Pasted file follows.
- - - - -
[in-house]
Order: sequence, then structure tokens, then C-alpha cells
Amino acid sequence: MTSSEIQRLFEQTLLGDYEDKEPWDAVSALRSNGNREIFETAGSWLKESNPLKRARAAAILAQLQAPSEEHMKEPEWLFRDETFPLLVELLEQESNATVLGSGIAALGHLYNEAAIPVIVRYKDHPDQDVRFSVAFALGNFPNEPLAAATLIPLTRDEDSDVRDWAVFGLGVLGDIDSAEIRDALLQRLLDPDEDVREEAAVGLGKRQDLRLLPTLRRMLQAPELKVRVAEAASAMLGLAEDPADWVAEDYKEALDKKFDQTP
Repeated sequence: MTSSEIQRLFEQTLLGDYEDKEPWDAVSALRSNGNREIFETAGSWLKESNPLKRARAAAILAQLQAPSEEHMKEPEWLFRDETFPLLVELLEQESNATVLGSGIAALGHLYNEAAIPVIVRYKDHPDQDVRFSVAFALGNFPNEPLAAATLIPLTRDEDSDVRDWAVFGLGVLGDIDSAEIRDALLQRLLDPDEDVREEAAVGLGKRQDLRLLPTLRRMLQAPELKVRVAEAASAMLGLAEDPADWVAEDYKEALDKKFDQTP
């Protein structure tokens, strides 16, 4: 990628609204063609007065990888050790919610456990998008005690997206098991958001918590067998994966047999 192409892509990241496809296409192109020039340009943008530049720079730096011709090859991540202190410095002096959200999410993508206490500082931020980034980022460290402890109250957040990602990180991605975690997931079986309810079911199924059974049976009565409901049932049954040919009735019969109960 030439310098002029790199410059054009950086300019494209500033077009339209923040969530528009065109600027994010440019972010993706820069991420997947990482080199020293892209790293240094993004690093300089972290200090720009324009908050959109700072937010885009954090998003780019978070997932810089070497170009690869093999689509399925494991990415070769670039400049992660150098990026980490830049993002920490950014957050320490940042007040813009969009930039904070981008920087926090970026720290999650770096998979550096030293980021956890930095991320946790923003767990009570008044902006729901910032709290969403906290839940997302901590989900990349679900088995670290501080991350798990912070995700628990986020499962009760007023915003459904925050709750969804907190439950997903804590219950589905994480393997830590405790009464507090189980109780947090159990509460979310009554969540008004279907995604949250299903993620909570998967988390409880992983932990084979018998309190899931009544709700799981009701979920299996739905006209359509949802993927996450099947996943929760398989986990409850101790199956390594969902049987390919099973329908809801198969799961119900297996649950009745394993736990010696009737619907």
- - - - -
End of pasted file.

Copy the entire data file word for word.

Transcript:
[in-house]
Order: sequence, then structure tokens, then C-alpha cells
Amino acid sequence: MTSSEIQRLFEQTLLGDYEDKEPWDAVSALRSNGNREIFETAGSWLKESNPLKRARAAAILAQLQAPSEEHMKEPEWLFRDETFPLLVELLEQESNATVLGSGIAALGHLYNEAAIPVIVRYKDHPDQDVRFSVAFALGNFPNEPLAAATLIPLTRDEDSDVRDWAVFGLGVLGDIDSAEIRDALLQRLLDPDEDVREEAAVGLGKRQDLRLLPTLRRMLQAPELKVRVAEAASAMLGLAEDPADWVAEDYKEALDKKFDQTP
Repeated sequence: MTSSEIQRLFEQTLLGDYEDKEPWDAVSALRSNGNREIFETAGSWLKESNPLKRARAAAILAQLQAPSEEHMKEPEWLFRDETFPLLVELLEQESNATVLGSGIAALGHLYNEAAIPVIVRYKDHPDQDVRFSVAFALGNFPNEPLAAATLIPLTRDEDSDVRDWAVFGLGVLGDIDSAEIRDALLQRLLDPDEDVREEAAVGLGKRQDLRLLPTLRRMLQAPELKVRVAEAASAMLGLAEDPADWVAEDYKEALDKKFDQTP
């Protein structure tokens, strides 16, 4: 990628609204063609007065990888050790919610456990998008005690997206098991958001918590067998994966047999 192409892509990241496809296409192109020039340009943008530049720079730096011709090859991540202190410095002096959200999410993508206490500082931020980034980022460290402890109250957040990602990180991605975690997931079986309810079911199924059974049976009565409901049932049954040919009735019969109960 030439310098002029790199410059054009950086300019494209500033077009339209923040969530528009065109600027994010440019972010993706820069991420997947990482080199020293892209790293240094993004690093300089972290200090720009324009908050959109700072937010885009954090998003780019978070997932810089070497170009690869093999689509399925494991990415070769670039400049992660150098990026980490830049993002920490950014957050320490940042007040813009969009930039904070981008920087926090970026720290999650770096998979550096030293980021956890930095991320946790923003767990009570008044902006729901910032709290969403906290839940997302901590989900990349679900088995670290501080991350798990912070995700628990986020499962009760007023915003459904925050709750969804907190439950997903804590219950589905994480393997830590405790009464507090189980109780947090159990509460979310009554969540008004279907995604949250299903993620909570998967988390409880992983932990084979018998309190899931009544709700799981009701979920299996739905006209359509949802993927996450099947996943929760398989986990409850101790199956390594969902049987390919099973329908809801198969799961119900297996649950009745394993736990010696009737619907």